Featured in Five is a monthly section where we pose five questions to a Computing Reviews featured reviewer. Here are the responses from our June featured reviewer, Walter A. Carnielli (State University of Campinas - UNICAMP, Brazil).
Q: What is the most important thing that's happened in computing in the past 10 years?
A: From the technological viewpoint, I'd say that nanocomputing and developments in quantum computation are very important. These have a tendency to be combined and contribute to a new field of quantum-nanocomputing with astonishing new applications. But there is another side of computing, more conceptual and deeply connected to logic and philosophy: the so-called algorithmization of commonsense reasoning. For instance, computational models that emulate the human process of generating and reasoning with counterfactual judgments, causal chains, and probabilistic arguments have great potential in a new form of AI.
The Turing Award for 2011 was given to Judea Pearl for his work on problems of this kind. We could teach robots, according to Pearl, notions such as "responsibility and regret, pride and free will," and could also better understand such notions ourselves.
Q: By the end of your career, where do you think computer science will have taken us? What are you working on that might contribute toward that?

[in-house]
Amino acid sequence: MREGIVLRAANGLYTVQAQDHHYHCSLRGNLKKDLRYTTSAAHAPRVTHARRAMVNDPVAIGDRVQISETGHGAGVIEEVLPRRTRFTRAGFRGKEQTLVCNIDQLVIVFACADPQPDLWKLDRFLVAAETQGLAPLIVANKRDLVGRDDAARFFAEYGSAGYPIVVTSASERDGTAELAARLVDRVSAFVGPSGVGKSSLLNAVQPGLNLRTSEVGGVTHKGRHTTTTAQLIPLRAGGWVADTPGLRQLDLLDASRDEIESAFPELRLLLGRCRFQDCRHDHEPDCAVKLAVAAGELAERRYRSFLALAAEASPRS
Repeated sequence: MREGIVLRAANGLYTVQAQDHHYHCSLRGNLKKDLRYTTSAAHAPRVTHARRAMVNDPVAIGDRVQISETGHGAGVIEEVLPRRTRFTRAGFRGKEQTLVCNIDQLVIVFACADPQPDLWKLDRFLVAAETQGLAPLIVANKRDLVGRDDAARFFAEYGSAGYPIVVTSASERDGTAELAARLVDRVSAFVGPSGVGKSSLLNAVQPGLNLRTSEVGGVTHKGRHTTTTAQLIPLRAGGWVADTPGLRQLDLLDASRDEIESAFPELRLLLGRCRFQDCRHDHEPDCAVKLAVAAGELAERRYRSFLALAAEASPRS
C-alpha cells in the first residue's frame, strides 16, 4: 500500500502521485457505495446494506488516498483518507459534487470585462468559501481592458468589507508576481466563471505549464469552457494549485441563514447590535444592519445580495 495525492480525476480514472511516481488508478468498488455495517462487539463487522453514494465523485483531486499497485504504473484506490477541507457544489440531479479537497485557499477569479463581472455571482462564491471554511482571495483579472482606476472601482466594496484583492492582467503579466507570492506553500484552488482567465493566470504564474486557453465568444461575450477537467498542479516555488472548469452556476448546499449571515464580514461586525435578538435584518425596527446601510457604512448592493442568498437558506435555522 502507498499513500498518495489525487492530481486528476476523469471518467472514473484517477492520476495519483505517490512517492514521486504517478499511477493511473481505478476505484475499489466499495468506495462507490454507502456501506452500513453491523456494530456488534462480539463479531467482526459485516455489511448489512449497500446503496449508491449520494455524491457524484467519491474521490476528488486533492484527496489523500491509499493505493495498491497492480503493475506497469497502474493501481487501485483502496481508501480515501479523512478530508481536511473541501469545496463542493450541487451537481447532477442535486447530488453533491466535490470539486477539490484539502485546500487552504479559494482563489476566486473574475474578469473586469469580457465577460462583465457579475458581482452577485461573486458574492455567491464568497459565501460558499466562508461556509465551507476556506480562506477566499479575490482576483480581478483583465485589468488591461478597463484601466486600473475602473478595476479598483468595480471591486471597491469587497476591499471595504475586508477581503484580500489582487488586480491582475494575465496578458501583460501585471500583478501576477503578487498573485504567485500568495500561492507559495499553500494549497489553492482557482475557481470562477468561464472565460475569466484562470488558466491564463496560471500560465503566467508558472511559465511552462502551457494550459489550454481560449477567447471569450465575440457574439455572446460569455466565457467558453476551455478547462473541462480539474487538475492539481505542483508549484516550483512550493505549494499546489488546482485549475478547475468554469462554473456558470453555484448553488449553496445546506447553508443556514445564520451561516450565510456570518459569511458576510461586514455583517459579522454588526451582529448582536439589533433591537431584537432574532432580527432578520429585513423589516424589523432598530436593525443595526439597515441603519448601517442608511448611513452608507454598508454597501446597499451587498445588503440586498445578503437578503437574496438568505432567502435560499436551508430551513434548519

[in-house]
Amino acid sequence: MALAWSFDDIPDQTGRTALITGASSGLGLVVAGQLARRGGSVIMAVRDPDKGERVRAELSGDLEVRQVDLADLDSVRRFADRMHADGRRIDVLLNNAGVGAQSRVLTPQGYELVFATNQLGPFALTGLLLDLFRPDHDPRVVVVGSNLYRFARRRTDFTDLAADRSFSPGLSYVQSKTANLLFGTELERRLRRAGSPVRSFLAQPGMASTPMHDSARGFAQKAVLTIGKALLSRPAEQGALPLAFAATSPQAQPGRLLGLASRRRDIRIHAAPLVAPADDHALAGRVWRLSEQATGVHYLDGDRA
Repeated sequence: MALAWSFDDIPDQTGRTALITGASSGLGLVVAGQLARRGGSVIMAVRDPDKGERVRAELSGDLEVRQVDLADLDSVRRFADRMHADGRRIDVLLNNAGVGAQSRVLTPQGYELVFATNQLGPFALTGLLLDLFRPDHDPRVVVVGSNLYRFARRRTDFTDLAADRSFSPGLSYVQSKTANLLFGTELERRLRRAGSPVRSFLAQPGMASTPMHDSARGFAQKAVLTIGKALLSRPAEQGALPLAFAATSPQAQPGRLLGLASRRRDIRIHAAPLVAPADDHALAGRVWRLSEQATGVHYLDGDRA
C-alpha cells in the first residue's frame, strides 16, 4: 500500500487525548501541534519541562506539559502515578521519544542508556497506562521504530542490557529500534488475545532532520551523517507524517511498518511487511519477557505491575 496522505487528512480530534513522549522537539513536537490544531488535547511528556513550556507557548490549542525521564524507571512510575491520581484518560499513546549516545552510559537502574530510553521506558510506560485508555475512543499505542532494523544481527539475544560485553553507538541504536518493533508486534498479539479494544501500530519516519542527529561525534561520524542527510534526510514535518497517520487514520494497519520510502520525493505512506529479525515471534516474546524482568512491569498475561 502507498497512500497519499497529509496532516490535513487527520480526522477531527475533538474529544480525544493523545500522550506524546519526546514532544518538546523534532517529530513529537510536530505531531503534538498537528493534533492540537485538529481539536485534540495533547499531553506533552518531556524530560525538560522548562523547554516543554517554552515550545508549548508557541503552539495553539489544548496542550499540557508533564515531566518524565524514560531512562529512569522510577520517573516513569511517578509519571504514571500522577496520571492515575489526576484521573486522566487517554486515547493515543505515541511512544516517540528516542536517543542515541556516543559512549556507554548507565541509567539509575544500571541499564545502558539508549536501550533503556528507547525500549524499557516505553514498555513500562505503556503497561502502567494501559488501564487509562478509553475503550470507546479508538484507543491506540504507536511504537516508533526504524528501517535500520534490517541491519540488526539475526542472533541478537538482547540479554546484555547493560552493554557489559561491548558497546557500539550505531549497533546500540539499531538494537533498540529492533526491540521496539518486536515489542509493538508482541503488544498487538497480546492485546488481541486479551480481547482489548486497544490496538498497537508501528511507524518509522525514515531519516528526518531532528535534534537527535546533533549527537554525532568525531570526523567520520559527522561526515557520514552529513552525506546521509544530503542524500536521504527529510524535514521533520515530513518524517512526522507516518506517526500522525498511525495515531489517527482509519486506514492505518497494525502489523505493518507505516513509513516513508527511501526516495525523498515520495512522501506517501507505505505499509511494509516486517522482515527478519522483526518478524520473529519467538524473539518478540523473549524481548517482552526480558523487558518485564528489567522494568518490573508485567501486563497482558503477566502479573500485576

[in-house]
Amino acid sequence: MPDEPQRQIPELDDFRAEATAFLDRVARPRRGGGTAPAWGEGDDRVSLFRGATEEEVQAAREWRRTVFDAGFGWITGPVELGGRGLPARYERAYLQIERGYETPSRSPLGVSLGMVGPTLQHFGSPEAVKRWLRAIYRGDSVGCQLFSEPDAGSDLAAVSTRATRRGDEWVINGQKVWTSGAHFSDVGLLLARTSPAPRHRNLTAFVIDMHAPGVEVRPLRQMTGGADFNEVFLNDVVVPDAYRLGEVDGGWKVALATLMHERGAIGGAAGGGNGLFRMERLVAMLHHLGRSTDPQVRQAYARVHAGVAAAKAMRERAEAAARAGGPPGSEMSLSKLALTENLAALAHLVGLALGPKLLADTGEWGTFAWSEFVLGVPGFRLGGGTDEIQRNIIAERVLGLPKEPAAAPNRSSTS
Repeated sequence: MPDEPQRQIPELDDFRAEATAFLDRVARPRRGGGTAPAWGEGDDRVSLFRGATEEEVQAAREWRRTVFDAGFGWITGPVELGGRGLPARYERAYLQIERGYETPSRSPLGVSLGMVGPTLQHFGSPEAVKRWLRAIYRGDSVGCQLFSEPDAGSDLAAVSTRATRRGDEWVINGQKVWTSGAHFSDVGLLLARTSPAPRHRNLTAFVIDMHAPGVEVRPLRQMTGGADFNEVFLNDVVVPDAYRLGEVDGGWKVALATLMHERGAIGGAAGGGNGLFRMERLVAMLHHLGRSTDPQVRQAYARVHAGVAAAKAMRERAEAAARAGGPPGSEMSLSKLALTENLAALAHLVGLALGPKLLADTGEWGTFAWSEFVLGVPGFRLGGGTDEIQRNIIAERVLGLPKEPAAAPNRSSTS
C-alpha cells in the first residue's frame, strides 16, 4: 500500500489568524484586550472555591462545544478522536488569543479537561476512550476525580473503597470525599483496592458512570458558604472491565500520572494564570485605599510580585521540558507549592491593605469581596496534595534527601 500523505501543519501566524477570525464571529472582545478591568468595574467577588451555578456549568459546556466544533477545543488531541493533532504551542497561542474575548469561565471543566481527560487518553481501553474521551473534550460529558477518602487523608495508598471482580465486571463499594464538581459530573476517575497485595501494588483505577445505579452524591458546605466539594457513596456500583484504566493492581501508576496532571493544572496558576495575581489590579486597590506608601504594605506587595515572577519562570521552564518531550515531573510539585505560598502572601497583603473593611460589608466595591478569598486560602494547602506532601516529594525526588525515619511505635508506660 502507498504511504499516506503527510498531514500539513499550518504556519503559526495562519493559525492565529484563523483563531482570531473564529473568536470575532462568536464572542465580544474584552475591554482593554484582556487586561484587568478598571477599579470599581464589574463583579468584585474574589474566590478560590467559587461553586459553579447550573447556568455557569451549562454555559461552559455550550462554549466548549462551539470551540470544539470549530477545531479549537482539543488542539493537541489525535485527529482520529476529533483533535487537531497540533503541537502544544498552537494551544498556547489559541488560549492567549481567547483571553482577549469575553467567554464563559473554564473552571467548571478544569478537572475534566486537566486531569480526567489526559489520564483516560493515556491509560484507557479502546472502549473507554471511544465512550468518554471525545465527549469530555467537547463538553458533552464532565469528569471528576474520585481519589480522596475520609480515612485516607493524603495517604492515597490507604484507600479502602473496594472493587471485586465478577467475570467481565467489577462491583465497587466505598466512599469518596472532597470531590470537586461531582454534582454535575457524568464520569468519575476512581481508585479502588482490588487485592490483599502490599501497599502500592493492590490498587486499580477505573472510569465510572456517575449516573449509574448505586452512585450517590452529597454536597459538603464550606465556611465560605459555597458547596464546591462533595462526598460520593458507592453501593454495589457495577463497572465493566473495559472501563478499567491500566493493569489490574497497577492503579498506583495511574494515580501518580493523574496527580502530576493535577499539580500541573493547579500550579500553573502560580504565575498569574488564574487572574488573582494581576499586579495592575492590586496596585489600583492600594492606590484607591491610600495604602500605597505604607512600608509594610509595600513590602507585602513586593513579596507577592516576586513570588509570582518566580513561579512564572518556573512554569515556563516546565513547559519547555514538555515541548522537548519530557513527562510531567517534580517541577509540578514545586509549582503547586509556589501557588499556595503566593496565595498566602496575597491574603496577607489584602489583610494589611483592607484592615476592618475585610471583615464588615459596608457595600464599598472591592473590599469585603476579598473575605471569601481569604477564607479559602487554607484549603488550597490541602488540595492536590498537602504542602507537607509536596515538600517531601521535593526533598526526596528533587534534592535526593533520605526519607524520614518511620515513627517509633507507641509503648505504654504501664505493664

A: I think that logic (as the study of symbolic reasoning), computer science, and human reasoning will increasingly merge. The strong ties between formal computer science and symbolic logic will develop better models of complex human reasoning. My own work and the work of my research group on paraconsistent logic and other non-classical logics, combinations of logics, formal semantics, and connections between logic and probability contribute toward that goal, I believe.
Q: Who is your favorite historical figure? Why?
A: My favorite historical figure is Siddhartha Gautama, the Buddha. Even if he may not have existed as a historical figure, Buddhism is not contrary to science, but equilibrates excessive narrow-minded views on science, and help us in the most difficult of our tasks: to die... But coming to more earthly figures, Leonhard Euler and the Portuguese poet Fernando Pessoa are also great.
Q: If you weren't working in the computer science field, what would you be doing instead?
A: Actually, my area of research mixes some computer science with logic and philosophy of formal sciences. If I had to choose a completely different area, I'd rather go to linguistics, an area that greatly interests me (I'm fluent in several languages).
Q: What is your favorite type of music?
A: I like classical (erudite) music, and also rhythmic music like Brazilian samba, bossa nova, and traditional blues.